It wasn't long ago when some were saying that the Cowboys weakness in 2015 may be the running game due to the inexperience of the players who will be taking a majority of the carries. However, in just a few weeks of practice, the running backs have begun to garner high praise from media, teammates and coaches alike. From Childs to Carr, each back has shown what he is capable of, earning the three the nickname "The Triple C Threat."
Here's a look at each one of the players in the three-headed monster known as The Threat.
Childs, a junior out of Houston and the only running back in "The Threat" with experience as a Cowboy. Throughout the 2014 season, Childs showed versatility and speed, especially on the goal line. He doesn't need much space to push through the line of scrimmage and break through the defense to gain the yards needed. But Childs also has uncanny speed he uses to run around the outside and make a play. Childs played in 10 games last season and scored three touchdowns, giving him the second-most rushing TDs on the team, behind then-senior Desmond Roland.
His highlight play involved a reception during the Cactus Bowl for a 16-yard gain. As a freshman in 2013, Childs added 70 rushing yards against Texas Tech and had a 30-yard run against Baylor. Because of his experience with the team and his proven versatility running around the outside and up the middle, it can be assumed that he will start for the Cowboys at Central Michigan in a few weeks. But he's got some competition for that starting spot.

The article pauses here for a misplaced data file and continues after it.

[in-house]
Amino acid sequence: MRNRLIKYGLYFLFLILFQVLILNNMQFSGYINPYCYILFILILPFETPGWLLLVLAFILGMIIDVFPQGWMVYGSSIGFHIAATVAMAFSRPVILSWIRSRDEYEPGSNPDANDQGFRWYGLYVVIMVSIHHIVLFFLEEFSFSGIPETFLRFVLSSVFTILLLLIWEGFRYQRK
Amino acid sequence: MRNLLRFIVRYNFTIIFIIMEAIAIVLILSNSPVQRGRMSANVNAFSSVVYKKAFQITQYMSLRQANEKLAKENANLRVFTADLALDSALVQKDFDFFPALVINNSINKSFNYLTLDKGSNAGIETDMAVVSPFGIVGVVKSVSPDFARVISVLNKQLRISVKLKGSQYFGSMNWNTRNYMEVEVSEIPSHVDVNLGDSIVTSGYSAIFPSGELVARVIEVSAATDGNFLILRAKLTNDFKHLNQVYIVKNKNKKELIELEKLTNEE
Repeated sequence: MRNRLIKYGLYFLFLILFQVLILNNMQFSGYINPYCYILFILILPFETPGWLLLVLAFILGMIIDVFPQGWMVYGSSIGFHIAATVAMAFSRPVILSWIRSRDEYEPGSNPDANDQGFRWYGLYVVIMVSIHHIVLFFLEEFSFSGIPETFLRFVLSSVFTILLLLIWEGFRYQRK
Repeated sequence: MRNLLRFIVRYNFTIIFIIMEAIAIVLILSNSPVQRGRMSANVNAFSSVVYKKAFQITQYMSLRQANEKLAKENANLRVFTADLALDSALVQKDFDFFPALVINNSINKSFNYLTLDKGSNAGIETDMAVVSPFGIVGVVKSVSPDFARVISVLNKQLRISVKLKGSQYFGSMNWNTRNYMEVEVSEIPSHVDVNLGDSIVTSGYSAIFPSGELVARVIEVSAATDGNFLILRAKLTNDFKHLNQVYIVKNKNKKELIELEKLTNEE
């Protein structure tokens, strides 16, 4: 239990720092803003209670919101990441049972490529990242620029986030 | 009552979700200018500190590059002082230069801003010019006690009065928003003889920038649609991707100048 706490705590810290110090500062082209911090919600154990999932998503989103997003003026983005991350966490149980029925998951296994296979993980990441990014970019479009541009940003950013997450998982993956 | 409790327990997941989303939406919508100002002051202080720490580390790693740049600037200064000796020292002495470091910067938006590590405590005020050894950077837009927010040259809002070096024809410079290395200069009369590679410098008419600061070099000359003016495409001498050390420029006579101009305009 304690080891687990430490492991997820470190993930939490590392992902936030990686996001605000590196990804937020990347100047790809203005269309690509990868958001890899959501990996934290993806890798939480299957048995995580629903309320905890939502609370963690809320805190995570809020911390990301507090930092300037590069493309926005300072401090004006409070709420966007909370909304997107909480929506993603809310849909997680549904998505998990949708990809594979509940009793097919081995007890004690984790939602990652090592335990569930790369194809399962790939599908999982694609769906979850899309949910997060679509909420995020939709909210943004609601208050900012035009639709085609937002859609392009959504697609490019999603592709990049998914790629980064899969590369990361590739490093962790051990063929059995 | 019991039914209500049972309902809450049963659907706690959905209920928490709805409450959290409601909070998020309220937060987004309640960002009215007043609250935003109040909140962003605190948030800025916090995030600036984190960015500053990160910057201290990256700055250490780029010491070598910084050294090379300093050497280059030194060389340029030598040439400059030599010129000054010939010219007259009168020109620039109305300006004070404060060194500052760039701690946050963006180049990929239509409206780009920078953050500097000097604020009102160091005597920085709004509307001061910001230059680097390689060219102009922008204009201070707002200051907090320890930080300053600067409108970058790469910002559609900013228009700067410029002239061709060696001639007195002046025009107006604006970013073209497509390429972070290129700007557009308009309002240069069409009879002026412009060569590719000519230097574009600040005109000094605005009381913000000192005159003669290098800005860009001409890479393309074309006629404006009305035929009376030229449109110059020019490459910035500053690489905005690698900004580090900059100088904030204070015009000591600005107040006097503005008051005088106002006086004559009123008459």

Carr is a true freshman from Temple, Texas, and the quickest running back in "The Threat," with a 40-time of 4.4 seconds. Several of his teammates lovingly gave him the nickname "Bugatti Jeff" because of his speed and agility. Carr has been getting reps at camp, especially during kick/punt return. With the same running styles, maybe Carr, the #JukeGod, can replace former Cowboy Tyreek "The Freak" Hill.
As a senior in high school, Carr averaged 9.6 yards per carry, running 1,710 yards in the season. He also ran short-distance track. As a key-component to his high school's offense, Carr helped lead his team to the state championship game in 2014. Carr's quickness and juking abilities make him a perfect candidate to be the lead carrier on plays involving an outside route. I wholeheartedly believe he will be running returns out of the back of the end zone for 110-yard touchdowns this season.
This group could prove to be one to mess with come Big 12 play and help take pressure off of sophomore quarterback Mason Rudolph in what could be a big year for Oklahoma State.